“Our deeds disguise us. People need endless time to try on their deeds, until each knows the proper deeds for him to do. But every day, every hour, rushes by. There is no time.”
-- John Locke
On July 1, 2015, the Washington Capitals signed free agent defenseman Taylor Chorney to a one-year/$700,000 contract. It was one of those deals that show up in the list-keeping of web sites tracking free agent signings, but it was a “depth defenseman” signing that merited little more attention. Small wonder. In parts of five seasons with three NHL teams, Chorney appeared in 68 games, only once appearing in more than a dozen games in a season (42 games with the Edmonton Oilers in 2009-2010). The Caps looked rather set on the blue line with John Carlson, Karl Alzner, Brooks Orpik, Matt Niskanen, Dmitry Orlov, and Nate Schmidt penciled into the six regular roster spots. Chorney was a seventh defenseman, a player with some NHL experience who served as insurance against injuries.
And so it came to pass. John Carlson missed 25 games in two blocks with an ankle injury. Brooks Orpik missed half the season with a cracked femur. Chorney was pushed into service, appearing in 55 games (14 more than Orpik and just one fewer than Carlson), almost doubling his career total. If he was a liability filling an emergency role, it was not readily apparent, at least in the regular season. The Caps were 40-10-5 in the 55 games in which he appeared (a 127-point pace) and 16-8-3 in the 27 games he sat out (a 106-point pace).
Despite not being an obvious liability, at least as far as his presence for wins and losses is concerned, his contributions at the offensive end were rather meager. He did tie a career high in goals (one), and he set career bests in assists (five) and points (six). On the other hand, he exceeded his career total going into last season in hits (56 to 54) and penalty minutes (21 to 16). Chorney contributed in other, less obvious ways, the Caps going 15-3-1 when he recorded two or more blocked shots and 14-2-1 when he recorded two or more hits.
Taylor Chorney had the third fewest Corsi events against per 60 minutes at 5-on-5 among the eight Caps defensemen logging at least 100 5-on-5 minutes. He wasn’t facing opponents’ top scoring units at fives, but it is still a respectable result.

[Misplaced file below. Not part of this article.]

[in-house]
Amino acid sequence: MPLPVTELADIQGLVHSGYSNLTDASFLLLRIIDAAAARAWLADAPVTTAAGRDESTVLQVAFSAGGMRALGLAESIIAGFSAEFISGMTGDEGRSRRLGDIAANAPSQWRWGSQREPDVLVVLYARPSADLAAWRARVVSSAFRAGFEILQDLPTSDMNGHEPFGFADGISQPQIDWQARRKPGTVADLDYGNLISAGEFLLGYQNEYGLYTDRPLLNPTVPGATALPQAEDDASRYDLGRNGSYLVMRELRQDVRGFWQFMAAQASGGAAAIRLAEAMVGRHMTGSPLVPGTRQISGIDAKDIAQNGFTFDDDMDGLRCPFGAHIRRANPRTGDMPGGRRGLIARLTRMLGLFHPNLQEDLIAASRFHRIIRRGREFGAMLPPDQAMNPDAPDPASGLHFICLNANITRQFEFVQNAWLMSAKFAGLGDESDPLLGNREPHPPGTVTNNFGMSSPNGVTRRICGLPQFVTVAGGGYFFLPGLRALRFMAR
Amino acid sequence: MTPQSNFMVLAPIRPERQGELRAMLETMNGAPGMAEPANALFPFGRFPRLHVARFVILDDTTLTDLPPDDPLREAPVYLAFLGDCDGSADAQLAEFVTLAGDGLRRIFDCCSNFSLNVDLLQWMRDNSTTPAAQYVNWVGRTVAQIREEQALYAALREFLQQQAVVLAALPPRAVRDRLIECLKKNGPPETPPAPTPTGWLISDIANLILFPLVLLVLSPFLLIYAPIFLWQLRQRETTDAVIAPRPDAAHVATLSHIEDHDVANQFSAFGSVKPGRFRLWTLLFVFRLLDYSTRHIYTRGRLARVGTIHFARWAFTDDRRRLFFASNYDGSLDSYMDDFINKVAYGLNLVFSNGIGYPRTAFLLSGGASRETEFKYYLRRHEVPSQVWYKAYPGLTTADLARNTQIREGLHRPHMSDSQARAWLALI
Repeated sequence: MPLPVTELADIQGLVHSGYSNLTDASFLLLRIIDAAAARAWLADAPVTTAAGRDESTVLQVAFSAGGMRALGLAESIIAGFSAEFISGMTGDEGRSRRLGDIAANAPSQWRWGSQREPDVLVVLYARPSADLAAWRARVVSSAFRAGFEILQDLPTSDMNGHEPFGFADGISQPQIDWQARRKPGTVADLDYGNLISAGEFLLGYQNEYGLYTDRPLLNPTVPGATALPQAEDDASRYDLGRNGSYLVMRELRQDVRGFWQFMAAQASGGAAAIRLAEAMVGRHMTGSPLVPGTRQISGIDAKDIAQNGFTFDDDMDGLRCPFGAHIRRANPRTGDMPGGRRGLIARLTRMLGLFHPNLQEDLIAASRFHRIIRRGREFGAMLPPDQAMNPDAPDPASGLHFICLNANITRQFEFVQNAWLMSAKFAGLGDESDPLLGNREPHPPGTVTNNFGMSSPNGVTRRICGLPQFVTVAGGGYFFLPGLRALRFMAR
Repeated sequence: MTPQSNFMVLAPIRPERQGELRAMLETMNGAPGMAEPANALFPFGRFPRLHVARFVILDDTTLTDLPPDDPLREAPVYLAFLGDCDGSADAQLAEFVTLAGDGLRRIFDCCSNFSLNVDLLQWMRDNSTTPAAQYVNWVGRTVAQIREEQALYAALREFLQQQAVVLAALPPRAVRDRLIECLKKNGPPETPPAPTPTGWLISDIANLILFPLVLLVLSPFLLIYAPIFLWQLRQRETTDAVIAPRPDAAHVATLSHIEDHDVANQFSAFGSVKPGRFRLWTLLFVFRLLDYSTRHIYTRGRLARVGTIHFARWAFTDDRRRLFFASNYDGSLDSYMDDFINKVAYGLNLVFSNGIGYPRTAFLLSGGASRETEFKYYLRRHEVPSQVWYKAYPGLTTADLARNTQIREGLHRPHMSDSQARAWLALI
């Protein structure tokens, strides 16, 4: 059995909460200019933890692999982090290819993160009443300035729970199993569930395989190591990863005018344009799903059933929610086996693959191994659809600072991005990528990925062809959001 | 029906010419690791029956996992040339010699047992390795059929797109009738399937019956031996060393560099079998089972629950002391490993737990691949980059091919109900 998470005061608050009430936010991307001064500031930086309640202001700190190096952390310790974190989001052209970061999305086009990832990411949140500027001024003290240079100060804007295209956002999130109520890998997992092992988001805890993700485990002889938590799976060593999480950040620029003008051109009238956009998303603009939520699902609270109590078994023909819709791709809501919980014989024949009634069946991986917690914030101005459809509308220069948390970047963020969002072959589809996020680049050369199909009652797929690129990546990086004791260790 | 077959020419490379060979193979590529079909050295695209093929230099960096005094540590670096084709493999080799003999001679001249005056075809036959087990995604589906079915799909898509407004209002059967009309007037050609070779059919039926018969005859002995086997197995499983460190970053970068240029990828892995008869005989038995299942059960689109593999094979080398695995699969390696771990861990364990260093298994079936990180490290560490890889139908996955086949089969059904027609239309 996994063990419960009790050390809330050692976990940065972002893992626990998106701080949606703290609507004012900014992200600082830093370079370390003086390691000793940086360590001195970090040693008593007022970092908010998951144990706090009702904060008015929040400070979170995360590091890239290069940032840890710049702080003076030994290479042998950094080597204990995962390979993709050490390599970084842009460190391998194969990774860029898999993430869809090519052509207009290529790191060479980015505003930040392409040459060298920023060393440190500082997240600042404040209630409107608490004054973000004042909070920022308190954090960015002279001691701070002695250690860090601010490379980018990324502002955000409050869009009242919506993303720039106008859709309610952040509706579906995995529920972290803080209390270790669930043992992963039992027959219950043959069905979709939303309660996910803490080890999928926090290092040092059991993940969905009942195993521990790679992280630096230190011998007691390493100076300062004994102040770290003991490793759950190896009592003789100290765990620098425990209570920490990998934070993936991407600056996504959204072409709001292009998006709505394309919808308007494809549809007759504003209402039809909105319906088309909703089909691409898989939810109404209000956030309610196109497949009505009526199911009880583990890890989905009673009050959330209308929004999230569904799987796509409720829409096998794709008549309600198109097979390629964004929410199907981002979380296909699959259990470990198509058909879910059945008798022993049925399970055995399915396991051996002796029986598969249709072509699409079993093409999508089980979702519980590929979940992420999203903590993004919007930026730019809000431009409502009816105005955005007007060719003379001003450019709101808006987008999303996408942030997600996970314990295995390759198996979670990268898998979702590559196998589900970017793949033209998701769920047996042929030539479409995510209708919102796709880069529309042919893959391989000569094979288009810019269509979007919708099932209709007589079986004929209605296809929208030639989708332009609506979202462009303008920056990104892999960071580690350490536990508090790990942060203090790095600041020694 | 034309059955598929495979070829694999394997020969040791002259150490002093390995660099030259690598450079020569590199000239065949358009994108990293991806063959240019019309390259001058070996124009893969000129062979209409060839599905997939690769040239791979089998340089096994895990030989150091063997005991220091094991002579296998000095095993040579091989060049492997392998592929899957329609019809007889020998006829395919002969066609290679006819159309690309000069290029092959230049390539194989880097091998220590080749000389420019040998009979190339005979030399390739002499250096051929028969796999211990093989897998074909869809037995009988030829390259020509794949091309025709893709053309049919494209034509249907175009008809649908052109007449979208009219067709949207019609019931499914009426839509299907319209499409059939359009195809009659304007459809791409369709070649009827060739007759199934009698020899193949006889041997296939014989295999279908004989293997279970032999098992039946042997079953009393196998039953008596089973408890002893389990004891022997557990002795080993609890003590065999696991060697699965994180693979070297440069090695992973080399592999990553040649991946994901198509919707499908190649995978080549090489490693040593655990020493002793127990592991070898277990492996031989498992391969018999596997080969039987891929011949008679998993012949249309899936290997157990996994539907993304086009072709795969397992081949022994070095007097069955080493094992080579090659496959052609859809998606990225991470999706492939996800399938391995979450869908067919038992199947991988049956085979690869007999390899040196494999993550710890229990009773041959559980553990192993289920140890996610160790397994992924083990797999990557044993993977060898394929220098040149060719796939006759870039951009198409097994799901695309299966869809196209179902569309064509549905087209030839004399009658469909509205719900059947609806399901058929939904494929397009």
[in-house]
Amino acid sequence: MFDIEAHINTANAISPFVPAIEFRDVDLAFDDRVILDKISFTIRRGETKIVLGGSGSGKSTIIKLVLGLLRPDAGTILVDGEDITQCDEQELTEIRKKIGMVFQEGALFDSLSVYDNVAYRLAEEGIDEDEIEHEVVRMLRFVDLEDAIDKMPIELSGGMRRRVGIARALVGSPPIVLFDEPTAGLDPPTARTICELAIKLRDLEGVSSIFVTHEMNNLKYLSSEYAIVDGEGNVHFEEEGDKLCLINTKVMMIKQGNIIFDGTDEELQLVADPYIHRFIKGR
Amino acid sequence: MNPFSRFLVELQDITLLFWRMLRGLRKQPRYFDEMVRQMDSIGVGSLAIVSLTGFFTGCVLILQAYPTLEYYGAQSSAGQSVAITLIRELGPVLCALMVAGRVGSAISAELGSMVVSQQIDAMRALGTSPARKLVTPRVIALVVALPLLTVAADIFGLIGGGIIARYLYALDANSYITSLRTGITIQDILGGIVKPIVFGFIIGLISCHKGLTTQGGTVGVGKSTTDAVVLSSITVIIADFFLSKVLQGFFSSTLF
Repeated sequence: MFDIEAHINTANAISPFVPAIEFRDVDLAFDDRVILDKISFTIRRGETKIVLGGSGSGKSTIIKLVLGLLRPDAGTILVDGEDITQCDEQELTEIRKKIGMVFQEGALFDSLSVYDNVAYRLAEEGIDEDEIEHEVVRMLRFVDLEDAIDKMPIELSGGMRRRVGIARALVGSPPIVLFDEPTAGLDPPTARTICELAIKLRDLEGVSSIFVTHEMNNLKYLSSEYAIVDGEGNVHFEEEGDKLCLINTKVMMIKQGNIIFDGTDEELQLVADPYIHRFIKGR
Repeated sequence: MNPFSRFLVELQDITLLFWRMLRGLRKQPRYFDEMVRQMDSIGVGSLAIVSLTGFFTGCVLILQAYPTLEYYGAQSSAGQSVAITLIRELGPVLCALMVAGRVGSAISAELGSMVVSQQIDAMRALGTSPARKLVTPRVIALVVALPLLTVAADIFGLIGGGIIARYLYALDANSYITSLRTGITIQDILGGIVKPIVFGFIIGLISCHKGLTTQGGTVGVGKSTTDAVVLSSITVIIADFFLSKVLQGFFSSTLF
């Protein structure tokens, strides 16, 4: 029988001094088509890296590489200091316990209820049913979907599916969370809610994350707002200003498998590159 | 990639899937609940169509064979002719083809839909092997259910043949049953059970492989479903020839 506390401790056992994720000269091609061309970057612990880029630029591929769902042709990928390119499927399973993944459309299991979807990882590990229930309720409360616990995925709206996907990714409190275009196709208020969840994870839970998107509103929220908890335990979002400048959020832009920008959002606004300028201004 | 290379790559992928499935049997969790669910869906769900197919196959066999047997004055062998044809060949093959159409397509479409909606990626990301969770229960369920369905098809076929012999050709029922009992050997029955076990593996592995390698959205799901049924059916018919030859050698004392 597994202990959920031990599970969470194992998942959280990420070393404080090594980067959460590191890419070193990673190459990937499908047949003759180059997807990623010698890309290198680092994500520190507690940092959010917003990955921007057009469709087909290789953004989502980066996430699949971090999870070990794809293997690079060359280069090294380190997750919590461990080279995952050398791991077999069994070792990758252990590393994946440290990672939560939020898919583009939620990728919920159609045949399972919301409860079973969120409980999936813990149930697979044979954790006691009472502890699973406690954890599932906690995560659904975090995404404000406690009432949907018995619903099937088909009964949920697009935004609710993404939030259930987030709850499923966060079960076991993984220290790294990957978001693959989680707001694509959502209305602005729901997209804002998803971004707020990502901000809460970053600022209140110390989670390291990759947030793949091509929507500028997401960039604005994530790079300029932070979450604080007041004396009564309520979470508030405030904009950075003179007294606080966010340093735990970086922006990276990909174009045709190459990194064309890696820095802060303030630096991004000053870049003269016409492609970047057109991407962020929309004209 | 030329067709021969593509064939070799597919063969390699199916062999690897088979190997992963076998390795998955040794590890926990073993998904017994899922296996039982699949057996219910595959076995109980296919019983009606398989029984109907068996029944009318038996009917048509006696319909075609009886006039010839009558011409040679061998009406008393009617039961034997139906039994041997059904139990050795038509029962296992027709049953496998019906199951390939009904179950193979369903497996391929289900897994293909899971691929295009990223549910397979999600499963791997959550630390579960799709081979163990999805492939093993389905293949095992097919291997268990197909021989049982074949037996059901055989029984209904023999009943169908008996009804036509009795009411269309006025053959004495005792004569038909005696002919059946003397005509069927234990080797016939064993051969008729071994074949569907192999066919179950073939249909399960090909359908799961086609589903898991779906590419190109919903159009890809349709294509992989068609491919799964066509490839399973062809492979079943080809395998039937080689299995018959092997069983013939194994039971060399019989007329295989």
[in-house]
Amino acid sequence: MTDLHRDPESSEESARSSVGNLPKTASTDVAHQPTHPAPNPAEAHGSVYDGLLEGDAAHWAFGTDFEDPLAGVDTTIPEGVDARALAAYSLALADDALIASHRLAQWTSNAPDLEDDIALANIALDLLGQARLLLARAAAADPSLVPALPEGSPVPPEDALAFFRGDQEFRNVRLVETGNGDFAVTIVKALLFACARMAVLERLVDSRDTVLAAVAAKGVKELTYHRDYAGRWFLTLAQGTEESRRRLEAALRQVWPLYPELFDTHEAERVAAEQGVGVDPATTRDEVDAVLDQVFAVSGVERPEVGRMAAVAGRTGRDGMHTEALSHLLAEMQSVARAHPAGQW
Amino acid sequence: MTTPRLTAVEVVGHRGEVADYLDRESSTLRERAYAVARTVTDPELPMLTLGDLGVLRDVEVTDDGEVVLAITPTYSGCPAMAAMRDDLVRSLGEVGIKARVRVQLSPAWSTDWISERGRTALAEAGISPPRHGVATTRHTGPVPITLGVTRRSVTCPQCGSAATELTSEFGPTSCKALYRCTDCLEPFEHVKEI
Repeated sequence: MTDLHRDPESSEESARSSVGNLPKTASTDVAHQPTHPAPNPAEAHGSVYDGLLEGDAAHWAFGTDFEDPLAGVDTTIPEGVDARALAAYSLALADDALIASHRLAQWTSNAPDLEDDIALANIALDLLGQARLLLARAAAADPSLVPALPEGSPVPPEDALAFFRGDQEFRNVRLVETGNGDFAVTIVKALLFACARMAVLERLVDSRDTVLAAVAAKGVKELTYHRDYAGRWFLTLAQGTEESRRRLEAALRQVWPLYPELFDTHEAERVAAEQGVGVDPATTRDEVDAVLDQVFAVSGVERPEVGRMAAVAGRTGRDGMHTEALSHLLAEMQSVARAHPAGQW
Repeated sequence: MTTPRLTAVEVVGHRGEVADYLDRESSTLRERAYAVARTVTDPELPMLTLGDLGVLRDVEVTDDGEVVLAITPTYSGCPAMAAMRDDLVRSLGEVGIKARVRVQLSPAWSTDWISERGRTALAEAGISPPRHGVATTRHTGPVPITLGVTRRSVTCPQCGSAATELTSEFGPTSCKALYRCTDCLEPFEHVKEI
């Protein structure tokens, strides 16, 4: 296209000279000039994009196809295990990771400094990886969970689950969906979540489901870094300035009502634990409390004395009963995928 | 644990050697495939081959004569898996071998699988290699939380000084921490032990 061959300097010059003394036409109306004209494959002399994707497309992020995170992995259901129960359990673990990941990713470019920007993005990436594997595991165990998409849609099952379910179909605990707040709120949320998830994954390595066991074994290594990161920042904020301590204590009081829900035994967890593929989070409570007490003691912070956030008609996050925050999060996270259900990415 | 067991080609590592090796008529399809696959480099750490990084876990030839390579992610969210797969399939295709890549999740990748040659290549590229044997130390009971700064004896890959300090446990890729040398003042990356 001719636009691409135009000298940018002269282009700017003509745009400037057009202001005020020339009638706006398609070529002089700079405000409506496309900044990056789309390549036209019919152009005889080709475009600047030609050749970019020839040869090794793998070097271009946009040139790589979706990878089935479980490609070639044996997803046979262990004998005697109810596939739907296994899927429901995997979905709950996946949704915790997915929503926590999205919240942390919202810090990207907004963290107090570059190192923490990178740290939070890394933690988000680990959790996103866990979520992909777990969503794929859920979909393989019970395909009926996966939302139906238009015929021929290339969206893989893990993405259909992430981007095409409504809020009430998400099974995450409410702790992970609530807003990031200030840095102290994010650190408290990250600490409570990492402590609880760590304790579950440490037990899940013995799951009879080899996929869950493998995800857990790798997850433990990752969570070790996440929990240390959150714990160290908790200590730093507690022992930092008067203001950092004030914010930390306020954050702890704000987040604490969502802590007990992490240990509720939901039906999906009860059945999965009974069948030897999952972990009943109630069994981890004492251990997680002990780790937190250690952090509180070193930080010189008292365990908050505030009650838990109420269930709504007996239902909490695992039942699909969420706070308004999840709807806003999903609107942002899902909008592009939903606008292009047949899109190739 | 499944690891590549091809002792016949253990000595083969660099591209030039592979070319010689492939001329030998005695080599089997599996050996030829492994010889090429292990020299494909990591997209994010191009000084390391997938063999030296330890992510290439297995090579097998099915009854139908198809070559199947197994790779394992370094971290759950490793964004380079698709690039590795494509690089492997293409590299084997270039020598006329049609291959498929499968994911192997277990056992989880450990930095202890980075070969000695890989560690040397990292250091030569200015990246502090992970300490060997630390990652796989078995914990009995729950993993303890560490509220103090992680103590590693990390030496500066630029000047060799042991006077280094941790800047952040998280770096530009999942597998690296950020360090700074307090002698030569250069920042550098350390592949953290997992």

That Corsi-against per 60 minutes at 5-on-5 doesn’t mean as much when your Corsi-for at fives is second worst on the team among that same group (only Mike Weber was worse). He skated at least 50 5-on-5 minutes with three defensemen -- Dmitry Orlov, Nate Schmidt, and Aaron Ness -- and each of them had better Corsi-for numbers at 5-on-5 than they had with Chorney (numbers from stats.hockeyanalysis.com). And cuz, you can’t hide in the playoffs. Chorney getting a sweater was, well, less than the Capitals hoped for. The Caps were 1-6 in games in which he played, including all four losses to the Penguins. He had one point, two shots on goal, and was on ice for only one goal that the Caps scored in the postseason (the one he assisted on in a 3-2 overtime loss to the Penguins in Game 4).
The Big Question… Is Taylor Chorney the preferred option as “seventh defenseman” for the Caps?
The Caps though enough of Chorney’s ability to fill in when Brooks Orpik and John Carlson went down to re-sign him to a two-year deal at $800,000 a year. Now that he is in the fold, and Mike Weber (obtained in a late season deal with the Buffalo Sabres) no longer with the club, Chorney appears to be the default option as the seventh defenseman. As last season suggested, though, it is one thing to fill in capably in that role in the regular season, even to log significant game time, but the playoffs are another matter. Madison Bowey might be a year away from stepping up to the big club, Jonas Siegenthaler and 2016 first round draft pick Lucas Johansen is likely to be further off still. Aaron Ness got a brief look last season but has only 37 games of NHL experience. For the moment, Chorney is the guy to fill that seventh defenseman role, but one has to wonder if the Caps won’t be looking, just as they did last spring when they traded for Weber.
In the end…
Taylor Chorney’s 2015-2016 season was something of a double-edged sword. Circumstances forced him into a larger role than he played with any other club for which he played, and he performed capably in many respects. But seventh defensemen are in that role for a reason, and in that respect Chorney was dealt something of a bad hand in the postseason. No one would have thought he would appear in seven playoff games, and in retrospect the decision to play him in Game 6 against the Penguins in the second round in place of Nate Schmidt is one that is open to second-guessing (the Caps were 6-4 in postseason games in which Schmidt played, including both wins against the Penguins in the second round). He had to take the minutes that Karl Alzner had to forfeit when his groin gave out in the first period of Game 6 and was on the ice, and had the misfortune of being not quite capable of tying up Carl Hagelin as the game’s final scoring sequence began.
What last season demonstrated is what might be said of many players in his role. Some exposure is not necessarily bad, but more is not necessarily better. And, he can be overexposed when having to play more minutes against tougher opposition. The postseason rushes by so fast that any player in that role thrust into that situation just has to go out and do what they can, but it is not a situation the Caps will want to repeat in 2016-2017.
Projection: 28 games, 0-3-3, plus-2
Photo: Elsa/Getty Images North America